'7. The method of mak ng a knock-down paper can, comprising the form ng of paper stock as a cyl ndrical tube; the-stock in the tube walls being resilient, and being in its condition of least internal stress when the walls are near cylindrical she pe, whereby the tube walls when distorted tend t return to the cylindrical shape; forming therein around the margin at one end a seat for the can bottom; creasing the tube longitudinally on lines which are diametrically opposite, thereby dividing the walls into a plurality of arcuate sections; collapsing the tube into flatness by compression toward the axis, with the tube walls folding on said creases, and between the creases bending resiliently from curved toward flat shape, whereby the can becomes knocked-down; and completing the can 'by releasing the pressure, whereby the can opens itself resiliently, and by inserting and pressing a still disk bottom to said seat, whereby the bottom portion of the can is, spread and locked open.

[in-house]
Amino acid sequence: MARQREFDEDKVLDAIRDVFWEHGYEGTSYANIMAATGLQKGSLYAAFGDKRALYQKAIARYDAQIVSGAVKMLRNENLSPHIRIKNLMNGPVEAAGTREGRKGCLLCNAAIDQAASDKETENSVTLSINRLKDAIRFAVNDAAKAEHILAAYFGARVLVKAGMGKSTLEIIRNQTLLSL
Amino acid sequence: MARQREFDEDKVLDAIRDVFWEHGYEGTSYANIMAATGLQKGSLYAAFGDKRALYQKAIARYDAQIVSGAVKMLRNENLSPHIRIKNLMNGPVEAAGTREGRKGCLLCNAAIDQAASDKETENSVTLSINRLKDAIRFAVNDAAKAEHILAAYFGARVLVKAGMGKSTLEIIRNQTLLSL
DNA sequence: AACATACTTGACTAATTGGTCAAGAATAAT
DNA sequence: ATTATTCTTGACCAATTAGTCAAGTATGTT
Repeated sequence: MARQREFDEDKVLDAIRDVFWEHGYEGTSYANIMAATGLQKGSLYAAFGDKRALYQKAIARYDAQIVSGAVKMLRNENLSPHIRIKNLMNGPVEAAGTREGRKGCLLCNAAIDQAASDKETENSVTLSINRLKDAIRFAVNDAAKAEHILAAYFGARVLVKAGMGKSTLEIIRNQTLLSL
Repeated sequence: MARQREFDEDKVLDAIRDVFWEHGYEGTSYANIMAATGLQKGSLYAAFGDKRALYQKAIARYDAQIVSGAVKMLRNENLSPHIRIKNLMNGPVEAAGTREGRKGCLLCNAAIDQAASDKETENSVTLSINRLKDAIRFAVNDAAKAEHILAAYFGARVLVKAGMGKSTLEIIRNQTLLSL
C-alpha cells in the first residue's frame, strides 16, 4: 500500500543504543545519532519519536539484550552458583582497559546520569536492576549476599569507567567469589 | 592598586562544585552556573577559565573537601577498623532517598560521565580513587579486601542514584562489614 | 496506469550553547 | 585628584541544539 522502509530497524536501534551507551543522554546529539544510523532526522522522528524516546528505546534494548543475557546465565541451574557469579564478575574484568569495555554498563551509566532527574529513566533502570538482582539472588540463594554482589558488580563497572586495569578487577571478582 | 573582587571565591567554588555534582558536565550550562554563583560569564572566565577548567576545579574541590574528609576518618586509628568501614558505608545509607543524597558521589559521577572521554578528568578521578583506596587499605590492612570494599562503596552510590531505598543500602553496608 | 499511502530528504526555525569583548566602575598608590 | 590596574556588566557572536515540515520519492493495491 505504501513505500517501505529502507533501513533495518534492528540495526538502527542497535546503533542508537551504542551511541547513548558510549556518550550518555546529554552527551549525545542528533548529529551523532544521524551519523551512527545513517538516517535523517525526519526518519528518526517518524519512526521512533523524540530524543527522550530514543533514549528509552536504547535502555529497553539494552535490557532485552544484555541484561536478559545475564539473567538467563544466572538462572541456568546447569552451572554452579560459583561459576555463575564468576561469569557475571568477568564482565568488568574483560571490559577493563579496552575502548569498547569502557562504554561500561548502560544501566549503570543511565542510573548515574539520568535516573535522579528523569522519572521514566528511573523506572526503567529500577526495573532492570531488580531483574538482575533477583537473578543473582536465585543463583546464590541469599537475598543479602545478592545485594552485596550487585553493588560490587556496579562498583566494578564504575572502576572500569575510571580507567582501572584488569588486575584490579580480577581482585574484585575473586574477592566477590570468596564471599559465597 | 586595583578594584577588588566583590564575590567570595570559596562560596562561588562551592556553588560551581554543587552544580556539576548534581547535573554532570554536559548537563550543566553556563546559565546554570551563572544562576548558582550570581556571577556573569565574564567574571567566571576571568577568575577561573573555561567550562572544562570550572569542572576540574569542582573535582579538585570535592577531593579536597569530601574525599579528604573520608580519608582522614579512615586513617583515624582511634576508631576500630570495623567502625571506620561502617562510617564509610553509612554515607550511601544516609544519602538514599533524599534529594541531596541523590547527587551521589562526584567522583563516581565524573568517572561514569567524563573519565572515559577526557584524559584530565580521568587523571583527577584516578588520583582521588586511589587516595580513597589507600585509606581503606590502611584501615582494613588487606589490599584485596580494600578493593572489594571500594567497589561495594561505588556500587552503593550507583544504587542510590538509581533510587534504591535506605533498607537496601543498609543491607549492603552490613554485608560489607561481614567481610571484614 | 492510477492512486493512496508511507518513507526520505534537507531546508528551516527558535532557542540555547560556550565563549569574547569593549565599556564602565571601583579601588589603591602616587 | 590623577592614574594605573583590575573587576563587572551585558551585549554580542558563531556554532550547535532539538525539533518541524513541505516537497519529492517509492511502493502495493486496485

ALBION M. BOOTHBY.
MARSHALL E. GAZETTE.
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|U.S. Classification||229/4.5, 229/125.13, 229/5.5, 229/117.1|
|International Classification||B65D3/02, B65D3/00|